Secretary Mattis [forcing a chuckle]: I’m glad we can laugh about it like this, sir.

President Trump: Then let’s get down to business. What names have they come up with over at the Pentagon?

Secretary Mattis: Comprising the A-list, we have Operation Godless Narcissist, Operation Sniveling Demagogue, and Operation Orange Splunkhead.

Trump [frowning]: You know Jim, I had the most successful show on television for over 20 years. I have a sixth sense about marketing that’s allowed me to sell everything from steaks to Supreme Court justices. Your boys are good boys. Boys and girls, men and women, and a few in-betweeners we haven’t managed to kick out yet…

Mattis: Sir, what’s your point?

Trump: My point is they’re good boys, but they don’t have an ear for marketing. Those names you just gave me might be good enough for small cleanup operations in a non-election year. But they don’t say Donald Trump, they don’t inspire brand recognition, they don’t have that quality of hugeness and tremendousness which people associate with the Trump brand. In short, these are not bigly names.

Mattis: So you want something biglier? [pronouncing this last word with obvious distaste]

Trump: Biglier, and infused with the spirit of this nation. Give me something that speaks to me of big cars and dead Indians. Jack LaLanne and Lana Turner. Wisconsin takes the field. Pretzels with mustard on a hot day.

Mattis: You’re losing me, sir. And there’s still the B-list to get through.

Trump [skeptically]: Does it come with mustard?

Mattis: Not as such. But some of the names are slightly, uh, biglier.

Trump: Fire away, then.

Mattis: For the B-list we have Operation Shirking Leader, Operation Lying Viper, and Operation Xenophobic Idiot.

Trump: Hmmn… Some of those are biglier, but not in a good way. To energize the base, I’m looking for a name that conjures up images of Christian Minutemen beating brown-skinned invaders over the head with bibles while humming The Star-Spangled Banner. I’ve got it! Operation Faithful Patriot!

Mattis: Do we really want to bring religion into this? After all, you’re not known as a particularly religious man.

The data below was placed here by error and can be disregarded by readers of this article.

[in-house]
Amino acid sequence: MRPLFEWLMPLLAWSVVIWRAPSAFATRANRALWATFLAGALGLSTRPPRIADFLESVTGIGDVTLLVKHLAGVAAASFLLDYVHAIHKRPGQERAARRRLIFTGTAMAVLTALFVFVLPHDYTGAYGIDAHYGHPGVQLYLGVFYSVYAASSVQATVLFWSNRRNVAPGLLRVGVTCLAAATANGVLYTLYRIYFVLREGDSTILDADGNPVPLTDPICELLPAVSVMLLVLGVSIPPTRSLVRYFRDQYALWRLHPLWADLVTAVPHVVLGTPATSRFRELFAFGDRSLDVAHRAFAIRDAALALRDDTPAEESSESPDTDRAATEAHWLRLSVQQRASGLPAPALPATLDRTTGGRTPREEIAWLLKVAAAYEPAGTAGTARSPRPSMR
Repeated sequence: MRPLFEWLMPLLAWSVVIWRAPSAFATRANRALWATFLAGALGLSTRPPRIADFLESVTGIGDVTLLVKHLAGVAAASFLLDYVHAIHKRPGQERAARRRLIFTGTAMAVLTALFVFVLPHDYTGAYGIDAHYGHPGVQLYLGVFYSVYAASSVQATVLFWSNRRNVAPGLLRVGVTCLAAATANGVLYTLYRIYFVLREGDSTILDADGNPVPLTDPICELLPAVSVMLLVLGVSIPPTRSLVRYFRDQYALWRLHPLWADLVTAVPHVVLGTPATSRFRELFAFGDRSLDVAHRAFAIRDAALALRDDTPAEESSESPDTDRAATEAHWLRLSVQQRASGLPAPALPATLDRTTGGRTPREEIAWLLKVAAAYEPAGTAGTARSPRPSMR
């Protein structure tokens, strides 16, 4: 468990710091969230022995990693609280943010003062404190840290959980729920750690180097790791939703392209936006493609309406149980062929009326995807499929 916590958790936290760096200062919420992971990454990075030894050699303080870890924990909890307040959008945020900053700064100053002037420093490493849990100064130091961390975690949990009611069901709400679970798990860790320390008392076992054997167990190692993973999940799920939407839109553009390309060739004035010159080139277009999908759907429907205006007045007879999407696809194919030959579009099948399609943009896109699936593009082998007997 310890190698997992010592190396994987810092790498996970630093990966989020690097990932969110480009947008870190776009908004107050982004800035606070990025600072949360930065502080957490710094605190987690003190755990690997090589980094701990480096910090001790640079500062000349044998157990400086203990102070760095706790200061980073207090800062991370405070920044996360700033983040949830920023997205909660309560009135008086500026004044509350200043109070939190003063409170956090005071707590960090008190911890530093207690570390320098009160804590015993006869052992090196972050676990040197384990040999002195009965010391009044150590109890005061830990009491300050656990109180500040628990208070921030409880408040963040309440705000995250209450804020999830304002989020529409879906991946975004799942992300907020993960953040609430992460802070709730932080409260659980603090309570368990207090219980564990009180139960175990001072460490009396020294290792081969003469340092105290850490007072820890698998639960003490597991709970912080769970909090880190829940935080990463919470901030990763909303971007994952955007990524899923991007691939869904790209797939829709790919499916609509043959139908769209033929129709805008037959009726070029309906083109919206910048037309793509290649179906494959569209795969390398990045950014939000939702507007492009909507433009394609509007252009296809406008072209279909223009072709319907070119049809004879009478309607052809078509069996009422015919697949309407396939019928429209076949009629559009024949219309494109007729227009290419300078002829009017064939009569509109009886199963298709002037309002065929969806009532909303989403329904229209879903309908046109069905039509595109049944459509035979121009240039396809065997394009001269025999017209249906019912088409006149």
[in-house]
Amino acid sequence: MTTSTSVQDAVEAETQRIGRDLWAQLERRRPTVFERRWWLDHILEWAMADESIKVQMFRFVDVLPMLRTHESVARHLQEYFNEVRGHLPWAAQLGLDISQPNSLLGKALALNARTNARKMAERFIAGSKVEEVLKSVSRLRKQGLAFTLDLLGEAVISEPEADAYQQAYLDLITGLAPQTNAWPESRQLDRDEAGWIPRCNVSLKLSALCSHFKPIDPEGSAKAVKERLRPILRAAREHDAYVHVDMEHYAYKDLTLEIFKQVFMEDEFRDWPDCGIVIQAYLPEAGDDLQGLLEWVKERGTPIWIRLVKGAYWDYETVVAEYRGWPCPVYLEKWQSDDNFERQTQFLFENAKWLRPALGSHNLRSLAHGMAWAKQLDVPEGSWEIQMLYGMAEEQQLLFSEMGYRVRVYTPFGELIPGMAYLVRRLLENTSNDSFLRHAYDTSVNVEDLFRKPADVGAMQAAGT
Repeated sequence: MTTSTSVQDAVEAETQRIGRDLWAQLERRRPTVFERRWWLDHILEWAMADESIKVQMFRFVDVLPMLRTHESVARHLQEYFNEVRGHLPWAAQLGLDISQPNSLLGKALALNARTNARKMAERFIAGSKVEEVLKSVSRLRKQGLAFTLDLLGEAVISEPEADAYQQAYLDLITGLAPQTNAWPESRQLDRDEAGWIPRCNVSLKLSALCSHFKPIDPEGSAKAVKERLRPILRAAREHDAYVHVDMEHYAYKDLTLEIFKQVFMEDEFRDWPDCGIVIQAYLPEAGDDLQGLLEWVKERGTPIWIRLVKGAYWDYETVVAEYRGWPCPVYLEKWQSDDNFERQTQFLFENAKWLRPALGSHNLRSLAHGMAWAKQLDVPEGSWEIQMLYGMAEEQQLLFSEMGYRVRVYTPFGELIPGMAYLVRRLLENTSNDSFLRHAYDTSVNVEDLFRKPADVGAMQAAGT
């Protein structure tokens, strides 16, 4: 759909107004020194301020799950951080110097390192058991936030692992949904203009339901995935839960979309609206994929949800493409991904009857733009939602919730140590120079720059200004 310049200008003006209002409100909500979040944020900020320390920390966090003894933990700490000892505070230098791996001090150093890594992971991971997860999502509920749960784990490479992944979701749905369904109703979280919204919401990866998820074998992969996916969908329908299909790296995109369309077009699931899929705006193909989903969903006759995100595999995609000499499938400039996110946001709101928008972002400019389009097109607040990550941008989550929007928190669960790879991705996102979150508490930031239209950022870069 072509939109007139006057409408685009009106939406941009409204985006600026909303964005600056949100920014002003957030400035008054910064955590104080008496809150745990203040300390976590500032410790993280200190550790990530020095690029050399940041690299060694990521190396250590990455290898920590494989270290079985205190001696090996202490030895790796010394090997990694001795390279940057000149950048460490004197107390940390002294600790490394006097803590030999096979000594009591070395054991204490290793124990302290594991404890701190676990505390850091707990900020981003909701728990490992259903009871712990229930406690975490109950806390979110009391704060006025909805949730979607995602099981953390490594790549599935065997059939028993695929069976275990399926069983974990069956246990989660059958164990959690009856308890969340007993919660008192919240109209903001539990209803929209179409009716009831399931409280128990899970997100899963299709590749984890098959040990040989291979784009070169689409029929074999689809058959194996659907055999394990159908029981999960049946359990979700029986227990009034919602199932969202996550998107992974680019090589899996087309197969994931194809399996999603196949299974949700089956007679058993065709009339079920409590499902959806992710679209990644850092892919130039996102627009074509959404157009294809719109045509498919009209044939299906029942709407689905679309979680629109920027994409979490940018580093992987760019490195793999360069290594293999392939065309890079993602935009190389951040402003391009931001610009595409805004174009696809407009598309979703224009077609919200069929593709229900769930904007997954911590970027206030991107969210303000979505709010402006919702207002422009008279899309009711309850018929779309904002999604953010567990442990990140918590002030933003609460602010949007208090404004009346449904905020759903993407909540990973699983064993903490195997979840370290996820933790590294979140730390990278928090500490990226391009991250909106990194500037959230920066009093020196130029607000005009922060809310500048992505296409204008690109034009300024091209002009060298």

Trump: I get the basic plot. Boy meets girl meets snake. Fire and floods. Like Puerto Rico, but without the welfare.

Mattis: [with a look of quiet exasperation]: Very well, Operation Faithful Patriot it is. Anything else?

Trump: Have you looked into my plan to bring tactical nuclear weapons to the Mexican border?

Mattis: I’m afraid the Joint Chiefs consider it impractical.

Trump: What impractical? Use it or lose it. You hire a crane. Put some nukes where they’ll do a lot of people a lot of good. The American people have never felt so protected as under Donald Trump. After all, if you laid all the Geraldo Riveras in the world from end to end, you’d have… Well, a lot of Geraldo Riveras!

Mattis: No offense, sir, but you seem to be wandering again. And there’s only one Geraldo Rivera.

Trump: I was speaking metaphorically. You could have like a river of Geraldo Riveras, all of them voting for me.

Mattis: An interesting thought experiment, but how do you know they’d vote as a bloc?

Trump: They’d have to. Otherwise I’d deport them.

Mattis: I should have seen that coming. Anyway, we can’t send nuclear weapons to the Mexican border. It’s just not done.

Trump: They told Christopher Columbus to go back to making pizza, no one sails over the edge of the earth. But he did it anyway. That’s what I want to do. Not the same thing, but the same thing in a different way. More modern, less Italian.

Mattis [humoring him]: Uh-huh.

Trump: Different flavors of nuclear weapons for different days of the week. All pointed at Mexico saying give us your rapists, your murderers, your drug dealers, and we’ll give you our nukes. This one’s called Rocky Road. It has little marshmallows and packs a hundred megaton blast.

Mattis: Mr. President, you’re flat-out crazy.

Trump: They say Trump is crazy. Crazy like a fox. He knows how to bring home the bacon. Millions of jobs that weren’t there before. Jobs in meat-packing, jobs in sheetrock, jobs carrying things to and fro. Today it must be a camel. But tomorrow it could be hot rats. Desert rats in jeeps stationed on the Mexican border, eating American food. They say La Choy makes Chinese food the American way. But I say America makes nukes the Chinese way. To eat in or take out. Nukes delivered by moped. No one will spot them going in. Believe me, no one.

Mattis: Mr. President, you can’t deliver tactical nuclear weapons by moped, and this whole line of thinking is completely unhinged.